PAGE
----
By Pavel Polityuk and Max Hunder
KYIV (Reuters) -Ukraine said on Monday it hoped a U.N.-brokered deal aimed at easing global food shortages by resuming grain exports from the Black Sea region would start being implemented this week.
Senior government officials told a news conference in Kyiv that they hoped the first grain shipment under the deal would be from the port of Chornomorsk this week, and that shipments could be made from all ports included under the deal within two weeks.
Infrastructure Minister Oleksandr Kubrakov said there were no limits on how much grain could be exported under the agreement signed on Friday in Istanbul, which also allows for fertiliser imports and exports.
“We believe that over the next 24 hours we will be ready to work to resume exports from our ports. We are talking about the port of Chornomorsk, it will be the first, then there will be Odesa, then the port of Pivdeny,” said deputy infrastructure minister Yuriy Vaskov.
Friday’s agreement aims to allow safe passage in and out of Ukrainian ports, blocked by Russia’s Black Sea fleet since Moscow’s Feb. 24 invasion.
The deal was hailed as a diplomatic breakthrough that would help curb soaring global food prices by restoring Ukrainian grain shipments to pre-war levels of 5 million tonnes a month.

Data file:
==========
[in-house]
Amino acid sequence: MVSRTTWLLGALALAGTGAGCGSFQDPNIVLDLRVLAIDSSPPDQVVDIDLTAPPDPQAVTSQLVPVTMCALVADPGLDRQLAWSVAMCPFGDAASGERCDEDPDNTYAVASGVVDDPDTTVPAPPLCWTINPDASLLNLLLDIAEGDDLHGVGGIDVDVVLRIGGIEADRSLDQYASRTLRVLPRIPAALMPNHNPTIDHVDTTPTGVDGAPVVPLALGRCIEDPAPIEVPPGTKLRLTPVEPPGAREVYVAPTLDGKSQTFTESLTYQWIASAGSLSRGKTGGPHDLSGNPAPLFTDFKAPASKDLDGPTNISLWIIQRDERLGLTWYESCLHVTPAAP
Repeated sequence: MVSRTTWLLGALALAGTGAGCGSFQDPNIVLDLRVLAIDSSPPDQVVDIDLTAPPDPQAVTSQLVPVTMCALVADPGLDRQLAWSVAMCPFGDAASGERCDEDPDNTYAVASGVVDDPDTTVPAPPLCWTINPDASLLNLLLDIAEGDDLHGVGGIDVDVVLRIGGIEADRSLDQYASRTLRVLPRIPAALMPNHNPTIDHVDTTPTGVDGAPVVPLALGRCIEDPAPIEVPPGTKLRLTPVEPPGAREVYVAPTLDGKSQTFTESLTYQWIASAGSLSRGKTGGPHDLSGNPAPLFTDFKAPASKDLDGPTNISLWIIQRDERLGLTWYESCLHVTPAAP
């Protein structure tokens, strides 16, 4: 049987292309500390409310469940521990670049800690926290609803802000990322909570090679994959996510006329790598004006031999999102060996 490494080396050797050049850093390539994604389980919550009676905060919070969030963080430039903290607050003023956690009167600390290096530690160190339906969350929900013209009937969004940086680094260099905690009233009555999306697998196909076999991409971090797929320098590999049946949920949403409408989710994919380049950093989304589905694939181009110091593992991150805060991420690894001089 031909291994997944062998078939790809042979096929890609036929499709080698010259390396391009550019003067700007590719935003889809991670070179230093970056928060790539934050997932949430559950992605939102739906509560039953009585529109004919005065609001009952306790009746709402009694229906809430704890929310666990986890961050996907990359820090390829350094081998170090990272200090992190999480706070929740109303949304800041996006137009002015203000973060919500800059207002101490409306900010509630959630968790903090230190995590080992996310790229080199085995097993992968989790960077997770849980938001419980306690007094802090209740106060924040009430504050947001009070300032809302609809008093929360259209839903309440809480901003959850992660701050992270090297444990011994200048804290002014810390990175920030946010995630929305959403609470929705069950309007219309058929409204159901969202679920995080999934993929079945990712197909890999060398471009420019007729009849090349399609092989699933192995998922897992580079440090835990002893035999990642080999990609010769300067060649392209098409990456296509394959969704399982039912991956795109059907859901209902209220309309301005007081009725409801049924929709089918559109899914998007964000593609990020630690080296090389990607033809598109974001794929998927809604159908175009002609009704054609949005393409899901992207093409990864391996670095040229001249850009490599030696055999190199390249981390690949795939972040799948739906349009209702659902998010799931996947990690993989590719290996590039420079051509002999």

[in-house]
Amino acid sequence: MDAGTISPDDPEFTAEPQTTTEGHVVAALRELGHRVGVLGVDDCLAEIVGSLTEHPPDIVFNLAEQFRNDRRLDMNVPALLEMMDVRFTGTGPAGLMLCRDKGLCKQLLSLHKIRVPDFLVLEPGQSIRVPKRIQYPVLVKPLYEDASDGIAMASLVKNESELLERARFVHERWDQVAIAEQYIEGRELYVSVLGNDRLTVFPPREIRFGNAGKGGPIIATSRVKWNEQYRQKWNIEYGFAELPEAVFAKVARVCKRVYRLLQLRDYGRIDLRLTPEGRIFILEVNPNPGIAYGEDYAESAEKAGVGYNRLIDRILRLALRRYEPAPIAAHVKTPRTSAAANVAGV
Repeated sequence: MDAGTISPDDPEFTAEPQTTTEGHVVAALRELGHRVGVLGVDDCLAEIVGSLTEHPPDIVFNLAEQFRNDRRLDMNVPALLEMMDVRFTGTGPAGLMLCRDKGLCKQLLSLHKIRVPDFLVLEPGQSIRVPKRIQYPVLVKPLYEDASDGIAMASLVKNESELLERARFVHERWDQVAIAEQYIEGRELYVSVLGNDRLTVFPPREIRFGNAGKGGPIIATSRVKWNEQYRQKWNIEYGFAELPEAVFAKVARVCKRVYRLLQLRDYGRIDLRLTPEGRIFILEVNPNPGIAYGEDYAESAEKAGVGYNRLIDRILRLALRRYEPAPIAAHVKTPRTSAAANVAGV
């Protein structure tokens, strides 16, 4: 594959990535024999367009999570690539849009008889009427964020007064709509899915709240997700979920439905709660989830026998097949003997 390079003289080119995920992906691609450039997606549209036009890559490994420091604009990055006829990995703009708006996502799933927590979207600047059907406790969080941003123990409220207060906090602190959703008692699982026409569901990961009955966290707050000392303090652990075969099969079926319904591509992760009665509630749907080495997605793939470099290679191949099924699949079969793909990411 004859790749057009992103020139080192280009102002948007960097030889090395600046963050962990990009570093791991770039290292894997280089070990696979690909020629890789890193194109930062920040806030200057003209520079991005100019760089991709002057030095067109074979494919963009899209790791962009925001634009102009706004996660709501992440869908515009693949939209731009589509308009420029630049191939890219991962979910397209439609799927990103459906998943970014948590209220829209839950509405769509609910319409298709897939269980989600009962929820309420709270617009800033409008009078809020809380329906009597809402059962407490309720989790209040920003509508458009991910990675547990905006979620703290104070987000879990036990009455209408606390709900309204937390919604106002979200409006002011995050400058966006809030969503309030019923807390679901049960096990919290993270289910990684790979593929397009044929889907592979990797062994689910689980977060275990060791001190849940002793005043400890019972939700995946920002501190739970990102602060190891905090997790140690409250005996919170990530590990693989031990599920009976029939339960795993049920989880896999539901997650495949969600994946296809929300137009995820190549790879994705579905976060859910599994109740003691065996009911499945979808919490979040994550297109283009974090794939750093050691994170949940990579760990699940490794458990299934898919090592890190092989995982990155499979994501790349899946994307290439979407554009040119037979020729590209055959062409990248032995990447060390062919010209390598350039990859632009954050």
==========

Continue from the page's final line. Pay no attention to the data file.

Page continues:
‘QUESTION OF SURVIVAL’
Kubrakov told the news conference that opening up the Black Sea ports for exports would bring Ukraine at least $1 billion a month.
“It is very important that our farmers receive funding this year and have the opportunity to carry out the sowing campaign for the next season, because without this we will lose the entire agricultural cycle and the entire industry,” he said.
“It’s a question of the survival of our entire agricultural industry”
Ukraine is pressing on with efforts to implement the deal despite a Russian missile strike on Odesa on Saturday. Russia said on Sunday its forces had hit a Ukrainian warship and a weapons store in Odesa with its high-precision missiles.
“We all saw perfectly on Saturday that it is not a problem for them to shell the port infrastructure. This is the main risk (to the deal) and we understand that it can scare the market,” Kubrakov said.
(Reporting by Max Hunder and Pavel Polityuk, Editing by Timothy Heritage)